Alito falters on CAP, and Specter and Kennedy explode

The senators engage in an angry exchange after intense questioning on Alito's hazy memory.

Published January 11, 2006 6:10PM (EST)

Ted Kennedy and Arlen Specter just came to blows, at least of the verbal kind, over Kennedy's attempt to obtain more information about Samuel Alito's involvement in the conservative group Concerned Alumni of Princeton.

In his 1985 application for a political appointment in Ronald Reagan's Justice Department, Alito called attention to his membership in the group as a way to bolster his conservative bona fides. "As a federal employee subject to the Hatch Act for nearly a decade, I have been unable to take a role in partisan politics," Alito wrote then. "However, I am a lifelong registered Republican and have made the sort of modest political contributions that a federal employee can afford to make to Republican candidates and conservative causes ... I am a member of the Federalist Society for Law and Public Policy and a member of the Concerned Alumni of Princeton University, a conservative alumni group."

In testimony before the Senate Judiciary Committee Tuesday, Alito said that he had "racked" his memory about CAP and has "no specific recollection of that organization." Kennedy served a reminder on Alito today, reading him excerpts from a CAP publication in which authors railed against minorities who demand to be hired simply because they're minorities and suggested that members of a gay-rights group at Princeton volunteer for scientific experiments that had been carried out on monkeys.

Alito said he wasn't familiar with such writings and didn't agree with the views expressed in them. So why did Alito join CAP, and why was he so proud of his membership that he listed it on his job application in 1985? Alito said Tuesday that he probably joined CAP "around" the time he completed his job application, and he probably did so out of concern over Princeton's decision to bar ROTC from its campus. But Kennedy pointed out that ROTC was back on campus at Princeton long before the mid-1980s -- and didn't seem to be much of an issue for CAP at that time.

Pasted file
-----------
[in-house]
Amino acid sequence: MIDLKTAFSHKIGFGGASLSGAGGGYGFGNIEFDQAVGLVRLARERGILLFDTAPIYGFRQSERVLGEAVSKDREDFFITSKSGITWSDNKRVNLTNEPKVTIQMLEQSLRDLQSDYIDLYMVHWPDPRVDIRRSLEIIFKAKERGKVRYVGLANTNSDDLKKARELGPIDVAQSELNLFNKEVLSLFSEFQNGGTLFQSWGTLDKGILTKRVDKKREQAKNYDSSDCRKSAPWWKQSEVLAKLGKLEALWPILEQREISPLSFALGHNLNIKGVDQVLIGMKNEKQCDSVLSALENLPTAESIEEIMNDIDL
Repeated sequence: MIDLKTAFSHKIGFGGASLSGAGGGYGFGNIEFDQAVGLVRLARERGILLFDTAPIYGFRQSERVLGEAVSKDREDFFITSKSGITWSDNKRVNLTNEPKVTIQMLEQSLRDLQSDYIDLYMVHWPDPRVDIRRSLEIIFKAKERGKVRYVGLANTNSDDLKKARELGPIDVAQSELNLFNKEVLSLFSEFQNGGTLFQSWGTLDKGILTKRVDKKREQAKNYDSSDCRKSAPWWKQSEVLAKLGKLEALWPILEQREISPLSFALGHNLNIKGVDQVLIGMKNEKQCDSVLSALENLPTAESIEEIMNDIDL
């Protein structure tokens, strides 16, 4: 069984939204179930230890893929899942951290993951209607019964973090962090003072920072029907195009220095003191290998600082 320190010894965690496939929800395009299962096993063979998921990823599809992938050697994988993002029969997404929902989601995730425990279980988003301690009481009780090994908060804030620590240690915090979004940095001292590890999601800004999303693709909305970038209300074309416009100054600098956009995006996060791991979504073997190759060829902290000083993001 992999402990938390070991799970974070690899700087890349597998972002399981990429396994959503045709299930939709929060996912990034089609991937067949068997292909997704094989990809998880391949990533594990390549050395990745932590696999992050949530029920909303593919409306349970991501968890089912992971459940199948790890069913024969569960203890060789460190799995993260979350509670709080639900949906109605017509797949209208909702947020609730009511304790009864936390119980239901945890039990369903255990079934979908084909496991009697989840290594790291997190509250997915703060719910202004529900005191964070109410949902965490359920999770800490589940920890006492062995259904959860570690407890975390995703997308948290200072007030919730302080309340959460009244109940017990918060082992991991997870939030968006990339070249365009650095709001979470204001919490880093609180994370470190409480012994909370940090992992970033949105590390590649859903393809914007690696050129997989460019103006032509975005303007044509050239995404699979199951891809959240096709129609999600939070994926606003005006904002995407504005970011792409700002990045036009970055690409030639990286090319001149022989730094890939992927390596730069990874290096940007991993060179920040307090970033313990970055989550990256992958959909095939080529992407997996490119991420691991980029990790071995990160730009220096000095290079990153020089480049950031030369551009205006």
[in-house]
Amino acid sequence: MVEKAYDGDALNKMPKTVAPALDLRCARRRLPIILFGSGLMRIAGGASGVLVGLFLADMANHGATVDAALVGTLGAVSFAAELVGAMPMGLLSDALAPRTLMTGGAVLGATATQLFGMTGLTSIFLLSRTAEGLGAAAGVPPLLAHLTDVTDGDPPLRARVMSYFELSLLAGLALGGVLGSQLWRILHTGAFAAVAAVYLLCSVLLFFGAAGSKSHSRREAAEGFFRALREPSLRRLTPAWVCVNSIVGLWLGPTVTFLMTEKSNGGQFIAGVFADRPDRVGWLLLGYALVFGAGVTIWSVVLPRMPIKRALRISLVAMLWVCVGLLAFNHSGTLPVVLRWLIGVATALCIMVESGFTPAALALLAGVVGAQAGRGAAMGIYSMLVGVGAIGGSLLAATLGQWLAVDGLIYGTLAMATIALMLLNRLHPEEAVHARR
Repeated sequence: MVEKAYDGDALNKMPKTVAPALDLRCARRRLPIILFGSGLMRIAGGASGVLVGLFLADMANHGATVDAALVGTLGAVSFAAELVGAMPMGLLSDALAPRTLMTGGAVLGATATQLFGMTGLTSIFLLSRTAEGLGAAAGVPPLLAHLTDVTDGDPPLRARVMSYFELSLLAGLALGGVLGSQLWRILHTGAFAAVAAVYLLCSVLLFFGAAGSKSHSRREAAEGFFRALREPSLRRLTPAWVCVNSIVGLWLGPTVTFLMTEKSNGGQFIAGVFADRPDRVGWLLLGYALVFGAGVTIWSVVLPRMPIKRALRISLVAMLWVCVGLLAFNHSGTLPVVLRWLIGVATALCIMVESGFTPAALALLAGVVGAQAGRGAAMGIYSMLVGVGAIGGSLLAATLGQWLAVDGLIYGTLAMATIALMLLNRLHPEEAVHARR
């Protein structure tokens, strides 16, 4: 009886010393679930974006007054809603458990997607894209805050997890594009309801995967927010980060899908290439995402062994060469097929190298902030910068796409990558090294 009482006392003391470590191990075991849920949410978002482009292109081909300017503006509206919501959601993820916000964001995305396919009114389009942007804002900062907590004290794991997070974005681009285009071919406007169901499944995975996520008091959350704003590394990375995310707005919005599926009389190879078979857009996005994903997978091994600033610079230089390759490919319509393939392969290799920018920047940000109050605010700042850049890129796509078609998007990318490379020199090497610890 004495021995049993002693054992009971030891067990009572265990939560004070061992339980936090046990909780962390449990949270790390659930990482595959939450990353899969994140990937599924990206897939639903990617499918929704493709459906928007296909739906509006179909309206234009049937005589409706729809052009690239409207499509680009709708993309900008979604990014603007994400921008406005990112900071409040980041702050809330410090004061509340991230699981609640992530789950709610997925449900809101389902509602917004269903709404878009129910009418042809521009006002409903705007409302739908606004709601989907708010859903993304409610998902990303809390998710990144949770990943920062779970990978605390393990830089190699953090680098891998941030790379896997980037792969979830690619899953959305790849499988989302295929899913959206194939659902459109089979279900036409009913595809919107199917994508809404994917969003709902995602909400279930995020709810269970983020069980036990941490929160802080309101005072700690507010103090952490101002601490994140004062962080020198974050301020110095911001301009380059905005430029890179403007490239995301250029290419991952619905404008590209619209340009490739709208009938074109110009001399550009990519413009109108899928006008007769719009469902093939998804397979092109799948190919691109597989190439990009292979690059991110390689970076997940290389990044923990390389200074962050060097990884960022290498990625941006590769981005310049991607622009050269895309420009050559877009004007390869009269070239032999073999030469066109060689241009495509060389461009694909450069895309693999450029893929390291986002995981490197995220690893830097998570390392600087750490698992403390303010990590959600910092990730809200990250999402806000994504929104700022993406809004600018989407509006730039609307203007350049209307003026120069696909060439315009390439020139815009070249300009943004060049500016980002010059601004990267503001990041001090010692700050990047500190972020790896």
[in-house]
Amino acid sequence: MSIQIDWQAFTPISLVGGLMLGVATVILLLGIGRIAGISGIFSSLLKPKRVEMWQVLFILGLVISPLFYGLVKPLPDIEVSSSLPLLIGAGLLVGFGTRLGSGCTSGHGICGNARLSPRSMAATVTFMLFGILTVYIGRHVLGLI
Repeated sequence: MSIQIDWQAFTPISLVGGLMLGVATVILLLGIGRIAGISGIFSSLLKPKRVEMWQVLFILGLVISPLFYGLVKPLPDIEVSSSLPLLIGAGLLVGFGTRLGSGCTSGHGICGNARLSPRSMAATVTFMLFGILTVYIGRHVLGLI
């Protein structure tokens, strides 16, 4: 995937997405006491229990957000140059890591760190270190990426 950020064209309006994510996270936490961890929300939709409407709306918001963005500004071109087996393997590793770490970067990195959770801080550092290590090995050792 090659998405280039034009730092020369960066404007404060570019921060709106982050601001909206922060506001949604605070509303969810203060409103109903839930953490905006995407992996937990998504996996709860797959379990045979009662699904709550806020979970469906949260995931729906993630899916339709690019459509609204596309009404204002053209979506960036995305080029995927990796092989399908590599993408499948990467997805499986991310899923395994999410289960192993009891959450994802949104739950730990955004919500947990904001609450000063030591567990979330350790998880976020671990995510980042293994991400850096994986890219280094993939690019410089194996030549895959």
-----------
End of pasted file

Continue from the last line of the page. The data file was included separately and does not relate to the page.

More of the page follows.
Alito didn't have much in the way of answers to any of that, and Kennedy -- saying that Alito's testimony didn't "add up" -- suggested that the Judiciary Committee go into executive session to decide whether to subpoena documents about CAP. Specter responded with sudden anger, saying that Kennedy had never raised the issue with him before. Kennedy said that he sent Specter a letter on Dec. 22 in which he asked that the committee seek such documents. Specter suggested that he'd never received it.

Kennedy said he would appeal Specter's refusal to entertain a motion to subpoena the documents and would do so again and again and again until Specter acted. Specter shot back that he hadn't ruled against anything yet, then reminded Kennedy that he's not in charge. "I'm not going to have you run this committee," Specter said.

Specter eventually gaveled the conversation to a close, but Kennedy got the last word, for now: Just as the committee broke for lunch, he established that Specter's office had, in fact, received his request by introducing into the Congressional Record a copy of the letter it had sent in response.

At a press briefing a few minutes later, Kennedy made it clear that the letter from Specter's office had, in fact, rejected his request that the committee subpoena the CAP documents. He added: "It's extraordinary to me that this nominee can remember all 67 of his dissents in great, great detail, but he's still mystified about an organization that he used in his job application."

Update: The Specter-Kennedy dust-up ultimately seems to have been much ado about very little. In this afternoon's hearing session, Specter said his staff has followed up with the man who holds the records in question, and that he's happy to turn them over to the committee without the need for a subpoena.

By Tim Grieve

Tim Grieve is a senior writer and the author of Salon's War Room blog.

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